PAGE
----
This year’s Nobel Prize in economics goes to a triumvirate of researchers—MIT’s Peter Diamond, Northwestern University’s Dale Mortensen and Christopher Pissarides of the London School of Economics—whose work focuses on a subject that’s all too apropos these days: unemployment. —KA
The problem with unemployment is that, theoretically, it shouldn’t exist. Efficient market theory says unemployed workers should always be able to find a job if they just lower their standards enough, just as all employers should be able to find workers if they just lower theirs.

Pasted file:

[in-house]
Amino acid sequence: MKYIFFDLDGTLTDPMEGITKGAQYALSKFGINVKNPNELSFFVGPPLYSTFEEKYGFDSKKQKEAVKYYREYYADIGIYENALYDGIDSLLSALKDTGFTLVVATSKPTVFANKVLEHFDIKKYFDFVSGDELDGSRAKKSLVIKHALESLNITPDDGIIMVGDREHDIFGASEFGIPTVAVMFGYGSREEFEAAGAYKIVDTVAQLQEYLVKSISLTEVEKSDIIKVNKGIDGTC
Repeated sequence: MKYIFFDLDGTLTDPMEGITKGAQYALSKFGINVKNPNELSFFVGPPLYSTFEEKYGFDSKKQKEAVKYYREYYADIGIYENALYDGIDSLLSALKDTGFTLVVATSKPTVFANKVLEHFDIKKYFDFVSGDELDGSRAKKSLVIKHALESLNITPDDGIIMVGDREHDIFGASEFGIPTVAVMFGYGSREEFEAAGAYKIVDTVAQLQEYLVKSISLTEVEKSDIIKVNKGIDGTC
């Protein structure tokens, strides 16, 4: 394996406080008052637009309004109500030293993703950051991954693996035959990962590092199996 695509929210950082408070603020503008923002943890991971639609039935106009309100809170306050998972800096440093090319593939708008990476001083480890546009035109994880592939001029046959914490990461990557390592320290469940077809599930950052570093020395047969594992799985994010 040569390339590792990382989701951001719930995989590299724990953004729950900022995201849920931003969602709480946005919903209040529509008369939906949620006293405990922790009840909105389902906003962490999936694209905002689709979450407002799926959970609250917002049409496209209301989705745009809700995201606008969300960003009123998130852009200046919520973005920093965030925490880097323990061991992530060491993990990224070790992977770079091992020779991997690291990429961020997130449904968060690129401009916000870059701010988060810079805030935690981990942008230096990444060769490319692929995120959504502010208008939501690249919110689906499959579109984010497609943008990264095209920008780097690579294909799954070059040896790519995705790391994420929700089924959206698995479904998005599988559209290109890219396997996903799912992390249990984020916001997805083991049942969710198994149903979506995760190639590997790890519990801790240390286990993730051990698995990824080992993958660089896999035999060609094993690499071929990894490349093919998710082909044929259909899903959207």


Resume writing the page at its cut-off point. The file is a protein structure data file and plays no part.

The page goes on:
By this theory, all unemployment is voluntary.
Diamond, Mortensen and Pissarides reject that theory, arguing that it’s costly to find just the right job — that is, one that matches your skills and abilities and pays you what you are worth.